The United States National Poison Hotline is 1-800-222-1222. When you call this number you will be automatically linked to the nearest poison center in the United States. Call this number 24 hours a day, 7 days a week to talk to a poison expert. Read more: Poison Control Centers Article
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Related Disease Conditions
Burns (First Aid)
Burn types are based on their severity: first-degree burns, second-degree burns, and third-degree burns. First-degree burns are similar to a painful sunburn. The damage is more severe with second-degree burns, leading to blistering and more intense pain. The skin turns white and loses sensation with third-degree burns. Burn treatment depends upon the burn location, total burn area, and intensity of the burn.
Mercury is a naturally occurring element found in water, soil, and the air. Mercury also is contained in some fish, some of the products we use in the home, school, or dentist. Mercury poisoning can cause cognitive problems, dermatitis, tremor and other symptoms. Information about sources of mercury exposure, potential health effects, symptoms of exposure, fish that may contain mercury, consumer products that contain mercury, and ways to reduce your exposure to mercury is important for the health of you, and your family.
Children's health is focused on the well-being of children from conception through adolescence. There are many aspects of children's health, including growth and development, illnesses, injuries, behavior, mental illness, family health, and community health.
Ciguatera poisoning is a type of food poisoning caused by the ciguatera toxin found in a variety of large reef fish found between the Tropic of Cancer and the Tropic of Capricorn. Symptoms of ciguatera poisoning include diarrhea, nausea, vomiting, abdominal pain, dizziness, vertigo, numbness, tingling, and muscle pain. Ciguatera poisoning requires medical treatment.
Lead-based paint and lead contaminated dust are the main sources of exposure for lead in U.S. children. Lead-based paints were banned for use in housing in 1978. All houses built before 1978 are likely to contain some lead-based paint. However, it is the deterioration of this paint that causes a problem. Approximately 24 million housing units have deteriorated leaded paint and elevated levels of lead-contaminated house dust. More than 4 million of these dwellings are homes to one or more young children. Lead poisoning is entirely preventable. The key is stopping children from coming into contact with lead and treating children who have been poisoned by lead.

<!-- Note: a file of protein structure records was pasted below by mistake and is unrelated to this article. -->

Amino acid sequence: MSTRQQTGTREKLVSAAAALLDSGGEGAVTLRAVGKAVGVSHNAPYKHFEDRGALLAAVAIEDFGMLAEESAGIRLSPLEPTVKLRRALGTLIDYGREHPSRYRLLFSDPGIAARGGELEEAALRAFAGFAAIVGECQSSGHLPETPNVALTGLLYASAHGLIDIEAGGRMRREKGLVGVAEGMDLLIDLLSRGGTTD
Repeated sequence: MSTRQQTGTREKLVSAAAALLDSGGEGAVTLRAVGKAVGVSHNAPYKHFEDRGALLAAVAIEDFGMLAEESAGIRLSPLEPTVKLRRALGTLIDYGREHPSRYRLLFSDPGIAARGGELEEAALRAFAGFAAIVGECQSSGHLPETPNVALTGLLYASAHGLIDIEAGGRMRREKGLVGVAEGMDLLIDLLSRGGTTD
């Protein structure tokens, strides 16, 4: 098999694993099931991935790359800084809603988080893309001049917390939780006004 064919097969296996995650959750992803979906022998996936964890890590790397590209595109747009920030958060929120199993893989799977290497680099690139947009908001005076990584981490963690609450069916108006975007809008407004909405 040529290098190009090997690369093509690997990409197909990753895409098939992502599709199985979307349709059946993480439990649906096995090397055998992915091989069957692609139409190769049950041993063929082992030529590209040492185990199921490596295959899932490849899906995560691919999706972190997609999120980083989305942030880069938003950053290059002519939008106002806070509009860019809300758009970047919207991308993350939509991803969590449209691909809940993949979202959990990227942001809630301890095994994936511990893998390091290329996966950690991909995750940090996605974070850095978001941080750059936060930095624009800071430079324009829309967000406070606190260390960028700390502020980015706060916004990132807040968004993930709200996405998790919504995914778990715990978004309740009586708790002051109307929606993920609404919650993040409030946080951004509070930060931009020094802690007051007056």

Radon (A Citizen's Guide to Radon)
Radon is a radioactive gas that has been confirmed to cause cancers. About 21,000 individuals die each year due to radon exposure. Radon can be found in the ground, water supply, and the air you breathe. It is found in schools, homes, offices, and other buildings. You can purchase a Radon Test Kit and have the sample sent to the state radon office. Research has shown that the risk of lung cancer from breathing radon in air is much greater than the risk of stomach cancer from swallowing water with radon in it. The EPA offers a Consumers Guide to Radon Reduction so you can take action to reduce radon levels in your home, school, or office. Scientists are more certain about radon risks than from most other cancer-causing substances.
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Prevention & Wellness
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- How to Protect Your Child From Accidental Poisoning
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- Take Precautions to Prevent Child Poisonings
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- Electronic Cigarettes: Q&A
- Liquid Nicotine in E-Cigarettes Rising Cause of Poisonings: CDC
- Reports of U.S. Cases of Flesh-Eating Drug Questioned
- Health Tip: If You Spill Mercury
- Popular Cinnamon Stunt Can Have Serious Lung Effects
- U.S. Agency Puts Poison Prevention in Spotlight
- Colorful Detergent 'Pods' a Danger for Children: CDC
- K2 Trend Not Slowing Down
- Laundry Packs Tempting to Children
- Danger at Home Lurks in Pills, Plants, Chemicals and More
- Poisoning 'Can Happen to Anyone'
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- Medication Leading Cause of Child Poisoning in U.S.
- Spice, K2 Sending Teens to the Emergency Room
- Illicit Drugs Bought Off Internet May Be Poisons, Experts Warn
- FDA to Weigh Safety of Tobacco Lozenges, Strips
- Accidental Drug Overdoses on the Rise Among Kids
- 'Bath Salts' Used to Get High Are Now Illegal
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- 'Legal Highs' K2 and Spice Will Be Banned
- Fewer Kids Injured by Cleaning Products